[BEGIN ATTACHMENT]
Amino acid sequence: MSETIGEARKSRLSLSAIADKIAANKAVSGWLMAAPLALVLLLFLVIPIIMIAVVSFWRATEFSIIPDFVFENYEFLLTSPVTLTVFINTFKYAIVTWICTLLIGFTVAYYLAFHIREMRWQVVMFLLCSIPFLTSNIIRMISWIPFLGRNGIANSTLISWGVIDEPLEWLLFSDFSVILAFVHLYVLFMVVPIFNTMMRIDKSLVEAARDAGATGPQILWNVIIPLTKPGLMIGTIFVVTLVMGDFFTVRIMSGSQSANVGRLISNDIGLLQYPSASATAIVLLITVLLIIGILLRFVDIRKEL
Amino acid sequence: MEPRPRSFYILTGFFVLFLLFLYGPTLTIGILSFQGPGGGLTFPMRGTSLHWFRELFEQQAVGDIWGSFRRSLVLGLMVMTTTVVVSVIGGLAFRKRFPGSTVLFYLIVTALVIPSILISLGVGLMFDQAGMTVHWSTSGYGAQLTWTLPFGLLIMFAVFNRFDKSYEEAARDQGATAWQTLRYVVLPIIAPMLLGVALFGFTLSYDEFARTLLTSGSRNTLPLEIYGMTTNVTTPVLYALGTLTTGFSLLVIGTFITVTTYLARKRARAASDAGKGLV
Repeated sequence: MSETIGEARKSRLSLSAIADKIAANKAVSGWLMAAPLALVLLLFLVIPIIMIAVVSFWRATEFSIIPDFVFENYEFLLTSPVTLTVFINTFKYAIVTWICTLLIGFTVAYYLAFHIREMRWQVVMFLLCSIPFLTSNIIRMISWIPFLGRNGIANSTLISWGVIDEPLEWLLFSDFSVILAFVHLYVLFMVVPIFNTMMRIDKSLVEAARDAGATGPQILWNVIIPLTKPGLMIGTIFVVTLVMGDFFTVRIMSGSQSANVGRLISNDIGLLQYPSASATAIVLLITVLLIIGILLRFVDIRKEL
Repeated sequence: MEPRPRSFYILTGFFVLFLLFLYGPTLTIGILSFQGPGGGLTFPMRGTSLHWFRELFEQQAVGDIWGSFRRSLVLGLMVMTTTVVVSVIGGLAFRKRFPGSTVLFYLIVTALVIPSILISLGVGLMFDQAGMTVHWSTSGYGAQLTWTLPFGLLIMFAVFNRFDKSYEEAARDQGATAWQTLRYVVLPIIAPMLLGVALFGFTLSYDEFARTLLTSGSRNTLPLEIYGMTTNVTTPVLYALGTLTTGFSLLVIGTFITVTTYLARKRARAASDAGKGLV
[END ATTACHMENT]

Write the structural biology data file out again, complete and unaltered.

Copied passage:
Amino acid sequence: MSETIGEARKSRLSLSAIADKIAANKAVSGWLMAAPLALVLLLFLVIPIIMIAVVSFWRATEFSIIPDFVFENYEFLLTSPVTLTVFINTFKYAIVTWICTLLIGFTVAYYLAFHIREMRWQVVMFLLCSIPFLTSNIIRMISWIPFLGRNGIANSTLISWGVIDEPLEWLLFSDFSVILAFVHLYVLFMVVPIFNTMMRIDKSLVEAARDAGATGPQILWNVIIPLTKPGLMIGTIFVVTLVMGDFFTVRIMSGSQSANVGRLISNDIGLLQYPSASATAIVLLITVLLIIGILLRFVDIRKEL
Amino acid sequence: MEPRPRSFYILTGFFVLFLLFLYGPTLTIGILSFQGPGGGLTFPMRGTSLHWFRELFEQQAVGDIWGSFRRSLVLGLMVMTTTVVVSVIGGLAFRKRFPGSTVLFYLIVTALVIPSILISLGVGLMFDQAGMTVHWSTSGYGAQLTWTLPFGLLIMFAVFNRFDKSYEEAARDQGATAWQTLRYVVLPIIAPMLLGVALFGFTLSYDEFARTLLTSGSRNTLPLEIYGMTTNVTTPVLYALGTLTTGFSLLVIGTFITVTTYLARKRARAASDAGKGLV
Repeated sequence: MSETIGEARKSRLSLSAIADKIAANKAVSGWLMAAPLALVLLLFLVIPIIMIAVVSFWRATEFSIIPDFVFENYEFLLTSPVTLTVFINTFKYAIVTWICTLLIGFTVAYYLAFHIREMRWQVVMFLLCSIPFLTSNIIRMISWIPFLGRNGIANSTLISWGVIDEPLEWLLFSDFSVILAFVHLYVLFMVVPIFNTMMRIDKSLVEAARDAGATGPQILWNVIIPLTKPGLMIGTIFVVTLVMGDFFTVRIMSGSQSANVGRLISNDIGLLQYPSASATAIVLLITVLLIIGILLRFVDIRKEL
Repeated sequence: MEPRPRSFYILTGFFVLFLLFLYGPTLTIGILSFQGPGGGLTFPMRGTSLHWFRELFEQQAVGDIWGSFRRSLVLGLMVMTTTVVVSVIGGLAFRKRFPGSTVLFYLIVTALVIPSILISLGVGLMFDQAGMTVHWSTSGYGAQLTWTLPFGLLIMFAVFNRFDKSYEEAARDQGATAWQTLRYVVLPIIAPMLLGVALFGFTLSYDEFARTLLTSGSRNTLPLEIYGMTTNVTTPVLYALGTLTTGFSLLVIGTFITVTTYLARKRARAASDAGKGLV